• Two of the show's highlights were Mickey Guyton's performance with Brittney Spencer and Madeline Edwards of "I Love My Hair," and Jennifer Hudson's collaboration with Chris Stapleton to perform a pair of Aretha Franklin songs.
  • "We are becoming more inclusive and representative of our fanbase, which allows us to share even more diverse stories," Country Music Association CEO Sarah Trahern tells Axios. "I am so proud that our show can give artists a platform to share these stories and perform what is authentic and meaningful to them."

Quick take: Other notable CMA Awards winners were Carly Pearce's somewhat surprising victory for female vocalist and Old Dominion's fourth win in a row for vocal group of the year.

3. Emissions tests under fire

Traffic o Broadway in downtown Nashville.
Photo: John Greim/LightRocket via Getty Images

At least 23 council members have signed onto a resolution that would end emissions testing for drivers in Davidson County.

  • Councilmember Kevin Rhoten, the lead sponsor, says it was driven by new automotive technology that reduced harmful vehicle emissions.

Why it matters: Tennessee has for years moved to eliminate emissions testing. Testing in five other counties will end in January, leaving Nashville as the only holdout.

Driving the news: Before petitioning to roll back emissions testing in other counties, the Tennessee Department of Environment and Conservation compiled a report showing testing was no longer needed to meet air quality standards.

What he's saying: "Cars have been required to reduce emissions for going on 40 years now," Rhoten tells Axios. "People don’t understand why they have to wait an hour, two hours in line to get their cars tested when they have a relatively new car."

Yes, but: In a statement to WSMV, the Metro Public Health Department sounded a note of caution about the "risk" of ending testing, saying vehicles "remain the largest source of air pollution in Davidson County."

What's next: Rhoten's resolution is on the agenda for next week's council meeting, although he says he might delay a vote to give other members time to review.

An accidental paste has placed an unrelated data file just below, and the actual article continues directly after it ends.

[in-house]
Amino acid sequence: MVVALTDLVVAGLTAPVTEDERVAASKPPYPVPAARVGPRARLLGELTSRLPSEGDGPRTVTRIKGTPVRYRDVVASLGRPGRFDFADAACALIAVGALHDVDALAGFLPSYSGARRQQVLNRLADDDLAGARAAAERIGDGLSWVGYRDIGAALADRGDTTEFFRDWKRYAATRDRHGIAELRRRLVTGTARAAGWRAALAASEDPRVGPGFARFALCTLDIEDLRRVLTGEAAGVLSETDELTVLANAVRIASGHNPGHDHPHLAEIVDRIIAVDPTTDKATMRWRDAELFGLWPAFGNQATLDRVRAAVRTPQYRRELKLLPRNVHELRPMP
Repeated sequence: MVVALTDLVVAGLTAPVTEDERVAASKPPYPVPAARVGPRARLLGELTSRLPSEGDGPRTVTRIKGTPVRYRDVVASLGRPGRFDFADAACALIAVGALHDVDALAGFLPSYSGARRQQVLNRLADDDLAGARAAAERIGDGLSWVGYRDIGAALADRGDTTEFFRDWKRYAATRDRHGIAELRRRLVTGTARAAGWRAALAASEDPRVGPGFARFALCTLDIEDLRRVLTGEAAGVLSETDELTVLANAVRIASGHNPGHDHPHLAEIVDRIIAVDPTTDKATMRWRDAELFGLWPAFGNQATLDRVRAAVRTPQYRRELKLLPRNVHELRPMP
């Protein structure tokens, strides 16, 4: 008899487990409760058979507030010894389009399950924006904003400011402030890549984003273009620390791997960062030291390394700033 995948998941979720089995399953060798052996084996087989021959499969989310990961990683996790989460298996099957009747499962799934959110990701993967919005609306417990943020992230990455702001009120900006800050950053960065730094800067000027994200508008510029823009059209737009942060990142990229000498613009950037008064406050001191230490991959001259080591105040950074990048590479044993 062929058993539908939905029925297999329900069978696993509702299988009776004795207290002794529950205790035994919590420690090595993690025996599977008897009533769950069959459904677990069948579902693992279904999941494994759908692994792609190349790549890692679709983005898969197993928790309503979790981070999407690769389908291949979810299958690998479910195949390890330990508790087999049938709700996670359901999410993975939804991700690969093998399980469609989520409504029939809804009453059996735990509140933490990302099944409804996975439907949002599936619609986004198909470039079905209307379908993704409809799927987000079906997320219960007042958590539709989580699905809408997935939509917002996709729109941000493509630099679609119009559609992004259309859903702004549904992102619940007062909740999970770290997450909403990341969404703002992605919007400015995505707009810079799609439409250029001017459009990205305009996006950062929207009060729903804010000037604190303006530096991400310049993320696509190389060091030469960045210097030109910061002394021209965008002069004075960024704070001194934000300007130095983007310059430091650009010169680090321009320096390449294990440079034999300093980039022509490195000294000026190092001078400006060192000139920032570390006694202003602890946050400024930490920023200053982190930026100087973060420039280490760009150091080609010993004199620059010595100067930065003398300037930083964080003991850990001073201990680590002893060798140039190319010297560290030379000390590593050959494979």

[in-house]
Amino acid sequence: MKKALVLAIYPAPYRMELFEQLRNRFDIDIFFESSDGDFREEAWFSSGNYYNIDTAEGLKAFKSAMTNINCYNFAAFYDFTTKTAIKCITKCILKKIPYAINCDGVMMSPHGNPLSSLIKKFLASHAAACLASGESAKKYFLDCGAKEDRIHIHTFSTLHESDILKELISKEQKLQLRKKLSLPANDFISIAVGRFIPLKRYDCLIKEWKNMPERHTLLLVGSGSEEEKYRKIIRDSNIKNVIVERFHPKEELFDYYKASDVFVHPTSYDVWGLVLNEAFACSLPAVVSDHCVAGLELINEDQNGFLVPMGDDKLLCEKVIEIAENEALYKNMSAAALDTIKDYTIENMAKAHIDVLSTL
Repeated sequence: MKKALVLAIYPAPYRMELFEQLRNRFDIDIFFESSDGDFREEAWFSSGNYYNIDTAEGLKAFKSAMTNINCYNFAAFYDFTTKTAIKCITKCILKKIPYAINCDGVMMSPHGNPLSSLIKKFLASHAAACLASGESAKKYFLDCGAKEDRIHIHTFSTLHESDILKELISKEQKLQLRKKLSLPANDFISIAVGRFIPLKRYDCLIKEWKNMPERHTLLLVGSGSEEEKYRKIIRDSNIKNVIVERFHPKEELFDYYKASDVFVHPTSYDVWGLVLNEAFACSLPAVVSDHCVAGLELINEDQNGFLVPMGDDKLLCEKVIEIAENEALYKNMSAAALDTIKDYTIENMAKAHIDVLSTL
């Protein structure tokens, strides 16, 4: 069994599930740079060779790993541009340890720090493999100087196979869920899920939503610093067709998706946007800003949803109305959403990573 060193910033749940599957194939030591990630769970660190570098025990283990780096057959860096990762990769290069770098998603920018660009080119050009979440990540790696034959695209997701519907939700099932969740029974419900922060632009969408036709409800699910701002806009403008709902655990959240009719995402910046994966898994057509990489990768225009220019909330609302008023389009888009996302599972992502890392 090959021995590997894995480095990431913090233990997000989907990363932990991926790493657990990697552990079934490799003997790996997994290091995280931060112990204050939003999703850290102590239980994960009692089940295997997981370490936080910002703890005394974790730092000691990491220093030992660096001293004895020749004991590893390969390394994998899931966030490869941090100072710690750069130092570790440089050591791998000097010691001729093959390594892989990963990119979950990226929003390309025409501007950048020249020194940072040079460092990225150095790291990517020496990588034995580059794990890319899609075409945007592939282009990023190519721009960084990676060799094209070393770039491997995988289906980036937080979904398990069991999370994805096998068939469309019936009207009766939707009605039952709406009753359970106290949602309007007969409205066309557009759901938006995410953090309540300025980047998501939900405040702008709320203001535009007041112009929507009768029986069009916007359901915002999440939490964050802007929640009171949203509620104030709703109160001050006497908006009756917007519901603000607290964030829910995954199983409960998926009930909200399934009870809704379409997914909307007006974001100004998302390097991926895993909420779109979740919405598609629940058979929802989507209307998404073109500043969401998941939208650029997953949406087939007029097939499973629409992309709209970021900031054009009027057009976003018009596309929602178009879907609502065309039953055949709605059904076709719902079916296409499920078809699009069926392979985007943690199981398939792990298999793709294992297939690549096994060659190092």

4. The Setlist

Illustration: Brendan Lynch/Axios

Mayor John Cooper's administration is continuing tours of homeless encampments despite sharp pushback from critics. (The Tennessean)

Gov. Bill Lee will sign new legislation limiting COVID-19 safety measures, although he told reporters he will ask lawmakers to consider some changes in 2022. (Tennessee Lookout)

The Titans are looking to score their sixth straight win this weekend. (Associated Press)

5. Experience the Sistine Chapel in Nashville

Michaelangelo's Sistine Chapel: the Exhibition
Photo courtesy of Michelangelo's Sistine Chapel: The Exhibition

A photographic duplication of Michelangelo's paintings at the Sistine Chapel is now on display at the Opry Mills Mall.

  • The exhibit features photos in the actual size of Michelangelo's iconic work.

Tickets are available until Jan. 16.

Our picks:

👻 Nate is waiting for [name redacted] to text him back. Email [email protected] with your guess for which public figure is ghosting Nate. Correct answers could win some Axios swag.

❤️ Adam is heading deep into the Great Smoky Mountains with his boyfriend to listen to and cry about "Red (Taylor's Version)."